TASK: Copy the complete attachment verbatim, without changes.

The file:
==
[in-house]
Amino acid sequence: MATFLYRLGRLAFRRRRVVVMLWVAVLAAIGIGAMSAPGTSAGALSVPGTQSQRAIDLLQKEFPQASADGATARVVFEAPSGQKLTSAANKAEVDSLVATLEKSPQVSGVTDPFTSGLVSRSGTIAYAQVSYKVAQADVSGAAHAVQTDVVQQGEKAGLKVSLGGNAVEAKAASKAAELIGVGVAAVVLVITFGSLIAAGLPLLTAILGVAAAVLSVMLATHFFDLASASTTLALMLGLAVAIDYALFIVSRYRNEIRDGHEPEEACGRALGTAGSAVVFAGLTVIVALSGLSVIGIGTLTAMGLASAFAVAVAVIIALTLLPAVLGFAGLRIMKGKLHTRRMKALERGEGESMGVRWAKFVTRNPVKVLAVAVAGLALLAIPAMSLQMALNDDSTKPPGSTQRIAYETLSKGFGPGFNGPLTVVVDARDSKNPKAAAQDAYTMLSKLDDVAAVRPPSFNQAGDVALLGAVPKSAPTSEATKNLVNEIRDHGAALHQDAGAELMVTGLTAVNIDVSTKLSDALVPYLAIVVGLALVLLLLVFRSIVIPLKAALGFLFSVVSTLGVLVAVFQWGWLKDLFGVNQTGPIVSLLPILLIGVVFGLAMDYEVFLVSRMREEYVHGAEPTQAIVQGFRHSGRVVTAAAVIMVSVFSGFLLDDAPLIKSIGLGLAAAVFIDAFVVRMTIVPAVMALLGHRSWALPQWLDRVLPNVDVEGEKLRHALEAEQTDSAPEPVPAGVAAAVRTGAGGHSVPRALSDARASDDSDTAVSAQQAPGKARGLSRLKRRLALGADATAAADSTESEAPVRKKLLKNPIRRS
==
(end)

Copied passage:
[in-house]
Amino acid sequence: MATFLYRLGRLAFRRRRVVVMLWVAVLAAIGIGAMSAPGTSAGALSVPGTQSQRAIDLLQKEFPQASADGATARVVFEAPSGQKLTSAANKAEVDSLVATLEKSPQVSGVTDPFTSGLVSRSGTIAYAQVSYKVAQADVSGAAHAVQTDVVQQGEKAGLKVSLGGNAVEAKAASKAAELIGVGVAAVVLVITFGSLIAAGLPLLTAILGVAAAVLSVMLATHFFDLASASTTLALMLGLAVAIDYALFIVSRYRNEIRDGHEPEEACGRALGTAGSAVVFAGLTVIVALSGLSVIGIGTLTAMGLASAFAVAVAVIIALTLLPAVLGFAGLRIMKGKLHTRRMKALERGEGESMGVRWAKFVTRNPVKVLAVAVAGLALLAIPAMSLQMALNDDSTKPPGSTQRIAYETLSKGFGPGFNGPLTVVVDARDSKNPKAAAQDAYTMLSKLDDVAAVRPPSFNQAGDVALLGAVPKSAPTSEATKNLVNEIRDHGAALHQDAGAELMVTGLTAVNIDVSTKLSDALVPYLAIVVGLALVLLLLVFRSIVIPLKAALGFLFSVVSTLGVLVAVFQWGWLKDLFGVNQTGPIVSLLPILLIGVVFGLAMDYEVFLVSRMREEYVHGAEPTQAIVQGFRHSGRVVTAAAVIMVSVFSGFLLDDAPLIKSIGLGLAAAVFIDAFVVRMTIVPAVMALLGHRSWALPQWLDRVLPNVDVEGEKLRHALEAEQTDSAPEPVPAGVAAAVRTGAGGHSVPRALSDARASDDSDTAVSAQQAPGKARGLSRLKRRLALGADATAAADSTESEAPVRKKLLKNPIRRS